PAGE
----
- Exposed through ‘assert’ interface
- Provides assert-dot notation
- Allows you to provide an additional message as last parameter, which will include as error message.
The below example will demonstrate the use of ‘assert’.
The output of above spec is below
*In case some test is failed, then the output will be like below
2. BDD: BDD is the second type of assertion style in chai. BDD style comes in two flavors.
Expect: Expect is one of the interfaces by which BDD style is exposed in chai. Users can chain together natural language assertions.
The below example will demonstrate the use of ‘expect’.
Below is the output of the above spec
*expect also allows to add arbitrary messages, which will be displayed as an error message if the test gets failed. Refer to the example below.
The output of the above spec is below
Should: ‘Should’ style allows the same assertion as the ‘expect’ interface. However, it extends each object with a ‘should’ property to the assertion chain.
The below example will demonstrate the use of ‘should’.
Below is the output of the above spec
- The basic differences between ‘expect’ and ‘should’ are mentioned below
- ‘expect’ requires is just a reference to the ‘expect’ function, whereas, with the ‘should’ require, the function is being executed.
- The ‘expect’ interface provides a function as a starting point for chaining your language assertions. It works on node.js and in all browsers, whereas the ‘should’ interface extends ‘Object.prototype’ to provide a single letter as the starting point for your language assertions. It works on node.js and in all modern browsers except Internet Explorer.
var expect = require('chai').expect; var should = require('chai').should();
Testing Promises with Chai:
After testing an asynchronous function with a callback, here in this section, we will talk about testing a promise with chai.
Promise is asynchronous in nature. On a simple note, the promise is like, let’s say we are trying to get some value through some code once it is executed, but instead of the actual value, we are getting something else (i.e. Promise), which says we will get the actual value once it is ready.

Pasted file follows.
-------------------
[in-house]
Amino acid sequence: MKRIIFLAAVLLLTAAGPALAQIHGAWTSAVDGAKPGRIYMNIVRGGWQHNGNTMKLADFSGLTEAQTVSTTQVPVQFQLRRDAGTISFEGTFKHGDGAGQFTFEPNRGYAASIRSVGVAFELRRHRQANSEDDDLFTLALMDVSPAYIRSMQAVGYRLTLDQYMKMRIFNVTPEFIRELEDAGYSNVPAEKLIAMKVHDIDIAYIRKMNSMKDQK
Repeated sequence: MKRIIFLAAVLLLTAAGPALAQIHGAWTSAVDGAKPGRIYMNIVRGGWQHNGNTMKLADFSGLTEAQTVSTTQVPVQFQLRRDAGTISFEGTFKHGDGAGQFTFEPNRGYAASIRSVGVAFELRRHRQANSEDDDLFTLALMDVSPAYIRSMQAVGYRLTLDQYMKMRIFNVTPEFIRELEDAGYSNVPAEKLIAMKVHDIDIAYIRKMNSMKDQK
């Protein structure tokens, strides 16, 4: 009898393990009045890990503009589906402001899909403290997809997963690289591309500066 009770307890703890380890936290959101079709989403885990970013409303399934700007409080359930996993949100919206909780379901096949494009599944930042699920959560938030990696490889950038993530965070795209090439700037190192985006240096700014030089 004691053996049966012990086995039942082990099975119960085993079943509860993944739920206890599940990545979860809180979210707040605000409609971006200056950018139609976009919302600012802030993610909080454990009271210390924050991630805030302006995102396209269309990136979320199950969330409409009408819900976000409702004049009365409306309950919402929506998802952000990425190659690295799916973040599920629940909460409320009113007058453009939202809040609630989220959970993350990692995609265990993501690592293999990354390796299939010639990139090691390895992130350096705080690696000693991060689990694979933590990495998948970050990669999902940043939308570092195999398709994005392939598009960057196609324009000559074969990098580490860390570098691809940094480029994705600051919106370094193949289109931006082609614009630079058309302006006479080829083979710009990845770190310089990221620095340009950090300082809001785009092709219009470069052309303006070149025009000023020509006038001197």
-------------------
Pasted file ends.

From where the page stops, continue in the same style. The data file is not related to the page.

We will install one more chai library called ‘chai-as-promised’ to test the promise.
Installation: To install chai-as-promised, run the below command.
Let’s understand through an example:
Below is the output of the following specs
Mocha Reporter: So, in the last section of this article, we are going to discuss mocha reporters. Mocha is coming with some default reporters, and below, we have discussed them.
Alias: SPEC, spec (it is the default reporter)
Alias: DOT, dot (it displays failure status with ‘!’ and pending status with ‘,’ on the console)
Alias: Nyan, nyan
Alian TAP, tap
Alias: Landing, landing
Alias: List, list (it displays a simple specifications list as test cases pass or fail)
Alias: Progress, progress. (It implements a simple progress-bar)
Alias: JSON, json (It displays a single large JSON object)
Alias: JSONStream, json-stream
Alias: Min, min (it displays only the summary on the console)
Doc, doc (it outputs a hierarchical HTML body)
*Note: Apart from these reporters, mocha also supports some third-party HTML reporters, like mochawesome, mocha-junit-reporter, etc.
In this article, we have discussed the concept of TDD and BDD with examples, and we got to know about the mocha test framework along with chai.
In the current situation where product quality is the major focus of any type of software development activity, there correct testing is necessary, that can be unit testing or integration, or any other type of test. When we try to implement Test Driven Development, it can be a very good choice to satisfy those requirements of testing test frameworks like mocha.